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Ireland 1918-1922

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Introduction

Irish Essay Toby Jordan During the period of time 1918 to 1922 conflict in Ireland increased due to a few main reasons. The 1918 Khaki election and Sinn Fein's boycott of Westminster, the IRA's drift into war, the arrival of the Black and Tans and the Auxiliaries in Ireland, the Government of Ireland Act, and the civil war of 1922. The Irish conflict remained unresolved at the end of 1922 due to the Treaty, the partition of Ireland, and party splits. The 1918 Khaki election was in large part of the rise to power for Sinn Fein. Out of 105 Irish seats that could be won, Sinn Fein obtained 73. Sinn Fein carried out its election promise to the people of Ireland in January 1919 when they boycotted Parliament at Westminster and instead met in Dublin. It was here that they declared themselves to be the Dail Eireann and set up the Republic of Ireland. At first, British Parliament paid no attention to the Dail. ...read more.

Middle

However, Lloyd George failed to realise that Home Rule was not wanted anymore. Sinn Fein believed in nothing less than a completely independent Ireland with no links to Britain at all. To them the Government of Ireland Act was worthless and that is why Sinn Fein and the Dail both rejected it straight away. The Anglo-Irish war ceased in July 1921 when a truce was negotiated. British public opinion was disturbed by the fact that newspaper reports coming in of the horrors the British forces were committing and Lloyd George knew that he could not defeat the IRA without waging a full-scale war. The IRA also could not last very much longer. Their shortage of weapons and the continued flow of British reinforcements meant that they could never succeed in their struggle for victory. During the war there had been 751 casualties. 405 were police, 150 were military and 196 were civilians. Negotiations regarding the Truce began in December 1921. The Irish sent a delegation consisting of Arthur Griffith, Michael Collins, Robert Barton and two lawyers to London. ...read more.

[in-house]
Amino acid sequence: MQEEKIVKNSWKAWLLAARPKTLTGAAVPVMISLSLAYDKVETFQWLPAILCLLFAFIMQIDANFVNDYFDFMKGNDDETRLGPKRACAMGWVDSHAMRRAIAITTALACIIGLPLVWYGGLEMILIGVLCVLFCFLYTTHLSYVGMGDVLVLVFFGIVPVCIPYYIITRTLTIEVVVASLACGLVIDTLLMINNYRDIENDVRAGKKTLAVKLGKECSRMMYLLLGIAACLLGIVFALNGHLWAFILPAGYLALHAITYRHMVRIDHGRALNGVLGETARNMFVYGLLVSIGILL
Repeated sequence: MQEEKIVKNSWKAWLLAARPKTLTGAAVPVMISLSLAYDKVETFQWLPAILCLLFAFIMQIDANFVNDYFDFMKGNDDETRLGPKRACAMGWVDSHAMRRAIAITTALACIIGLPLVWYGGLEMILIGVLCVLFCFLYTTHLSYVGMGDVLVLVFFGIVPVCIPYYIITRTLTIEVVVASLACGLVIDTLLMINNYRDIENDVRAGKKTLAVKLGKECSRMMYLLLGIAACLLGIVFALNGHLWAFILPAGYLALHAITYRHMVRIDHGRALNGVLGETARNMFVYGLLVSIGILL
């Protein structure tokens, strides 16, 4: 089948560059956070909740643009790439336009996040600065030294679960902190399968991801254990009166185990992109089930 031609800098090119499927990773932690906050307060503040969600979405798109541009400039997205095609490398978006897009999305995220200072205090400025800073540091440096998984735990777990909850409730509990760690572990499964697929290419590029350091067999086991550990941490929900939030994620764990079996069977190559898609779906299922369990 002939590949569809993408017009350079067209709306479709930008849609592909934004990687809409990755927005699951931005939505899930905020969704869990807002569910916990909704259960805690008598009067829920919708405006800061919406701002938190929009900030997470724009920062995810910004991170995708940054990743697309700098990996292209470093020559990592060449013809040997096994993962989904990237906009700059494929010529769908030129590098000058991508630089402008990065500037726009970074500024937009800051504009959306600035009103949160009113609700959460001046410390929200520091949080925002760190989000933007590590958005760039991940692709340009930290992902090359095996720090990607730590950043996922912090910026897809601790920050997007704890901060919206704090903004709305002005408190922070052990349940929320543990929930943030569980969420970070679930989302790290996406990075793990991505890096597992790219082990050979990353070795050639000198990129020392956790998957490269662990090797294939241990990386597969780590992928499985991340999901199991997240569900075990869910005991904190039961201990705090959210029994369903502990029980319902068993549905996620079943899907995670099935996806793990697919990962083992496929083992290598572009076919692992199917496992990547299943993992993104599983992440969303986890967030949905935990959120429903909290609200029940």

Conclusion

The people in favour of the Treaty became known as the Free Staters while the anti-Treaty supporters were known as the Irregulars. Within a few months there was vicious civil war between the two groups. The Free Staters set up a provisional government and the Irregulars did all that they could to stop it from operating. Two major positions were now available in the Dail. The roles of President and Chairman became available due to their previous inhabitants resigning. Griffith took on the role of President while Collins became the new Chairman. These men both died in office while the civil war was on. Griffith died from a stroke in August 1922 caused from overwork and stress. Collins was killed a few days later in an ambush. Griffith was replaced by William Cosgrove and Collins by Kevin O Higgins. Conflict increased in Ireland in the period 1918-1922 due to problems such as the Government of Ireland Act, the Anglo-Irish war, and the rise of Sinn Fein. Because of the Treaty, splits in major Irish groups, and civil war, the Irish conflict remained unresolved by the end of 1922. ...read more.

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